Amongst a typically raucous lineup at this year’s Venice Film Festival comes Evil Does Not Exist, a work in which tensions rise over little more than the placement of a septic tank. It’s the latest from director Ryusuke Hamaguchi and his first since 2021’s miraculous double-punch of Wheel of Fortune and Fantasy and Drive My Car. Evil concerns a clash of urban and rural sensibilities: a story about a small but hardy group of people who wish to stop the development of a glamping site. Devotees of Kelly Reichardt’s sylvan melancholies will feel perfectly at home.

A quiet, funny, confounding mystery, Evil plays out amongst the forests and streams of a remote village close to Tokyo. Tensions are raised when two representatives for the glamping company, Takahashi (Ryuji Kosaka) and Mayuzumi (Ayaka Shibutani), arrive to talk things over. The locals, in particular a man named Takumi (a tightly wound performance by Hitoshi Omika, a star of Fortune and Fantasy), voice their concerns about how it might affect the town’s drinking water. The proprietor of a noodle restaurant wonders if her Udon will taste the same. “Everything that happens upstream,” an older man sagely explains, “affects what happens downstream.” When the reps’ attempts to dissuade anxieties fail, they decide to meet with Takumi to hash it out.

Hamaguchi developed this film with Eiko Ishibashi, the composer who scored Drive My Car. That collaboration began as a live performance; only afterwards did Hamaguchi develop its images into Evil Does Not Exist. Ishibashi’s music takes a central role: a recurring, persuasive string piece in the style of Max Richter that works easily with Hamaguchi’s overtures of intrigue and melodrama. Takumi emerges at the very beginning as the chief protagonist. We see him chopping wood and collecting water for neighbors; and Omika is wonderful in these solitary moments, suggesting years of hard-won self-sufficiency through the simple way he loads the gallons onto a pickup.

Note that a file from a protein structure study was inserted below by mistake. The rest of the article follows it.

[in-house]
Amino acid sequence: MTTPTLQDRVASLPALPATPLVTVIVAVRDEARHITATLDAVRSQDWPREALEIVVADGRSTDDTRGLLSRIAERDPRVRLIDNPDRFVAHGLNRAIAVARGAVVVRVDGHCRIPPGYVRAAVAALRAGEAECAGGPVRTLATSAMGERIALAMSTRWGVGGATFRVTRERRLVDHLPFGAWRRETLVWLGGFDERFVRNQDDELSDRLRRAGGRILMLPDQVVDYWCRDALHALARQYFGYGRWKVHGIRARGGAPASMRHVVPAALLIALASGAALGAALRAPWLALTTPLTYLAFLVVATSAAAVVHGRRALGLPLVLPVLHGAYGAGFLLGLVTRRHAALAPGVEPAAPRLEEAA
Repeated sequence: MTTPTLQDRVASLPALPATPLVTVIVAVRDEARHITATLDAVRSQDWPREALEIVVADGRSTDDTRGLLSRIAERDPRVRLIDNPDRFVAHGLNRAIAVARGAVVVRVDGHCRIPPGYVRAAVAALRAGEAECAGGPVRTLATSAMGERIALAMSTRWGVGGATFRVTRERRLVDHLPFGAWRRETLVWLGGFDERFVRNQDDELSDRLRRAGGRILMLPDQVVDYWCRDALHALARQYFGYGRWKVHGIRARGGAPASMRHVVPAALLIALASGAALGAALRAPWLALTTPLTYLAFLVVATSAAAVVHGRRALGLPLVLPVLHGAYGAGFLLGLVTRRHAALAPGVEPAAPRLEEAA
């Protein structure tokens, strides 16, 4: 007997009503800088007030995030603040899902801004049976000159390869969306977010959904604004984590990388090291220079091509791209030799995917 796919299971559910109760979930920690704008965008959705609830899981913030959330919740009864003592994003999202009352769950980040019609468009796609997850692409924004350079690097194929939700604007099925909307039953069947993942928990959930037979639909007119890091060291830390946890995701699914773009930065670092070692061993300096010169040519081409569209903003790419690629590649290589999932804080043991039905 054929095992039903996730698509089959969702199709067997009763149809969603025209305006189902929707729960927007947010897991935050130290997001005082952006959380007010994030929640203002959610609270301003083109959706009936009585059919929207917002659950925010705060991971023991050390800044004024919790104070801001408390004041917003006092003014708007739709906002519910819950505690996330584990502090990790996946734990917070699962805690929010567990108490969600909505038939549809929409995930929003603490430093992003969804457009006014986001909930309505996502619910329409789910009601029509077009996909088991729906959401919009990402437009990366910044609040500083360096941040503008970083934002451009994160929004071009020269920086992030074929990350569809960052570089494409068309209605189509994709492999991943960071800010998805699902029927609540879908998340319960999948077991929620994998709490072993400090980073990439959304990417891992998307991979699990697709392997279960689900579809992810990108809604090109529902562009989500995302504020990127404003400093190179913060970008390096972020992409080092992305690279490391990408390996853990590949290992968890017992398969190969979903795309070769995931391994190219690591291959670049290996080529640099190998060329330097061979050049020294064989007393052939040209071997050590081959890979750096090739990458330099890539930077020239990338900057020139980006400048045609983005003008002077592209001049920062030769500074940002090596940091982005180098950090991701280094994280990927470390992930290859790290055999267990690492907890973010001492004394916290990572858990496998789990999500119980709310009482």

Fans of Hamaguchi might also recognize Shibutani from her small role in the director’s Happy Hour. As Mayuzumi, the actress gets a bigger slice of this film, including a very enjoyable conversation about dating apps while seated in the passenger seat of Takahashi’s car. Opposite her, Kosaka plays Takahashi as the hapless trier and gets to front Evil‘s best scene: a single static take in which Takumi calmly chops wood, with Takahashi arriving and asking if he can have a go. DP Yoshio Kitagawa (another Happy Hour alum) captures the area’s natural beauty with such grace one begins to worry about all the tourists it might counterintuitively draw.

Another key role is Takumi’s daughter, Hana (Ryo Nishikawa), who roams about the area with the kind of independence that a director tends to show when they wish to raise an audience’s concern. Everything builds to a shocking finale that I am still digesting and of which I have no intentions of revealing a single frame. Best, as always, to experience it for yourself.

Evil Does Not Exist premiered at the 2023 Venice Film Festival and will open in the United States from Janus Films and Sideshow.

Grade: B+

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